By Gina Cappuccitti, HousingLink Coordinator
Survivors seeking services through HousingLink often come to their first meeting having already faced a range of barriers in their apartment search, particularly relating to credit. Because a credit check is performed by landlords prior to approving a tenant, we start this conversation early. This way, clients can take the necessary steps to improve their likelihood of securing an apartment and also prepare for living on their own. While the first goal is to help survivors of domestic violence secure housing, our conversations are framed to also plan for long-term financial stability.
The challenges that one client, Rachel, shared with me when we first met illustrate the progress we can make together. A domestic violence survivor and mother of three children, Rachel had been living in a Tier II transitional housing shelter for five months when she was referred to HousingLink by her Family Justice Center case manager. Although Rachel works part-time, she still qualified for rental assistance through CityFHEPS. Early in our meeting she mentioned that she had a defaulted loan on her credit report, but didn’t expect that it could impact housing since she has a housing voucher.
I walked Rachel through the affordable housing marketing guidelines and explained to her what would be required to successfully apply for affordable housing apartments. We then completed a Housing Action Plan which includes negotiating with creditors. In preparation for what is oftentimes a very challenging conversation, I coached her through common negotiation scenarios and she left with steps to take ahead of our next meeting.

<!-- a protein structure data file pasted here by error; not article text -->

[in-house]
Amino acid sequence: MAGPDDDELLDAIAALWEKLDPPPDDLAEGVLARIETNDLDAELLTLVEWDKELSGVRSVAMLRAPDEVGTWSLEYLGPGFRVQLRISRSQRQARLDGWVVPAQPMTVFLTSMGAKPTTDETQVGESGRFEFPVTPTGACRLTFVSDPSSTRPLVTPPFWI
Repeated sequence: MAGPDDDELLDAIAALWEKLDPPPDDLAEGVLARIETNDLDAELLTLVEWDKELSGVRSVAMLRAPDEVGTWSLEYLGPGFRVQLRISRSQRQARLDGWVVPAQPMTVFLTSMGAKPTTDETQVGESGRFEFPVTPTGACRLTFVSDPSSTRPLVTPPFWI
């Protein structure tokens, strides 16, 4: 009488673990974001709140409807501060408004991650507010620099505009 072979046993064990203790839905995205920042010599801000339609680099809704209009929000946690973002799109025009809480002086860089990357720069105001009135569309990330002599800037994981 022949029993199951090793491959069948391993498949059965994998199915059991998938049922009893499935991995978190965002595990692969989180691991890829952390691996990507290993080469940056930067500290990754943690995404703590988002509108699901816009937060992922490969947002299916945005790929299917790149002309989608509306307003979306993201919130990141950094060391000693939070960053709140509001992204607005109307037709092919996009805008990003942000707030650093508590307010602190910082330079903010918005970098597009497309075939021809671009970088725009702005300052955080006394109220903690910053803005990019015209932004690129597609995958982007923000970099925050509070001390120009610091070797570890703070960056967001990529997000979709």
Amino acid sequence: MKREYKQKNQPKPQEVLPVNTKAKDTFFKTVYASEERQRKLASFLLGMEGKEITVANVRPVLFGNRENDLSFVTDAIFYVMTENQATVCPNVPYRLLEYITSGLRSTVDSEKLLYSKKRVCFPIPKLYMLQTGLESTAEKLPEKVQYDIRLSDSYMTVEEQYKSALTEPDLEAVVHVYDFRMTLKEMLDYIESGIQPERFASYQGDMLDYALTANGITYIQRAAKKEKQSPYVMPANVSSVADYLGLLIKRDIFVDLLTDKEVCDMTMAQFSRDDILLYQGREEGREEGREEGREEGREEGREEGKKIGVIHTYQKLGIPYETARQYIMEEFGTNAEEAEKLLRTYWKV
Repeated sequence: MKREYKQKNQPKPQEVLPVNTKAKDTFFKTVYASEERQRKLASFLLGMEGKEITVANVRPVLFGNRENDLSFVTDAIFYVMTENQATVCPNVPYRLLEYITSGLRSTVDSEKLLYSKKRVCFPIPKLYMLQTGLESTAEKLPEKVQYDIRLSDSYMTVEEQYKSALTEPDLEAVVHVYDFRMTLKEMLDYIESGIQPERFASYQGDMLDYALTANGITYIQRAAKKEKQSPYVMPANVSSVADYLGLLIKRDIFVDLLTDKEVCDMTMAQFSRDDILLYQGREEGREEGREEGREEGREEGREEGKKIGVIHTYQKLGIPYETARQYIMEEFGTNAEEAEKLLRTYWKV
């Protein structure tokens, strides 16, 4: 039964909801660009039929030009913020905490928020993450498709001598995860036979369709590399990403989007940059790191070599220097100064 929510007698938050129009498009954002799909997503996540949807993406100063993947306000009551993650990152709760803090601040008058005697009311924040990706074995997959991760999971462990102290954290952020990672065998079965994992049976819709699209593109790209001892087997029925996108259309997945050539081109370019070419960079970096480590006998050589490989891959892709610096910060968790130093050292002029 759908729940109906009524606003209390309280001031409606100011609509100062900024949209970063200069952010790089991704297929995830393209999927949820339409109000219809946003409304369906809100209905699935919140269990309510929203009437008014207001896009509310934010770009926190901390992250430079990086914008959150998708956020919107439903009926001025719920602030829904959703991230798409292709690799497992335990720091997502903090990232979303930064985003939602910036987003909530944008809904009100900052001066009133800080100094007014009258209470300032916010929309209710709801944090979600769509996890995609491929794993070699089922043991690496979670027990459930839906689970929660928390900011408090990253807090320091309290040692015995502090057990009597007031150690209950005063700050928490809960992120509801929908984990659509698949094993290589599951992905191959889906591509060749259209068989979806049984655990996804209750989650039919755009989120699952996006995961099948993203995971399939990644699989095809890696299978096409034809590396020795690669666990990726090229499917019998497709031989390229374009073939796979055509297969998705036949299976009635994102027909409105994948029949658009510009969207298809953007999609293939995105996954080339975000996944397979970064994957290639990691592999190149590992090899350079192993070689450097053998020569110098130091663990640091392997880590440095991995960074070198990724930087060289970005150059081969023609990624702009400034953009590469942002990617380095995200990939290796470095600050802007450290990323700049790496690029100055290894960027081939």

Rachel didn’t waste a minute, calling the lender right after leaving my office. The lender offered to settle the account for a one-time payment of 30% of the remaining balance. Rachel was persistent and succeeded in bringing down the settlement to $1,600, accounting for less than 20% of the balance. She then reached out to a family member, who agreed to help her out with the payment.
The following week, Rachel and I reviewed her credit report, which also included a collections notice for an old insurance bill. Buoyed by her previous negotiation success, Rachel confidently planned her next steps to settle this outstanding bill. Once we connect Rachel to an apartment, we will revisit her Housing Action Plan to incorporate next steps to rebuilding her credit, adjust her budget to account for new financial obligations that come with renting an apartment, and connect her with additional resources that align with her personal goals.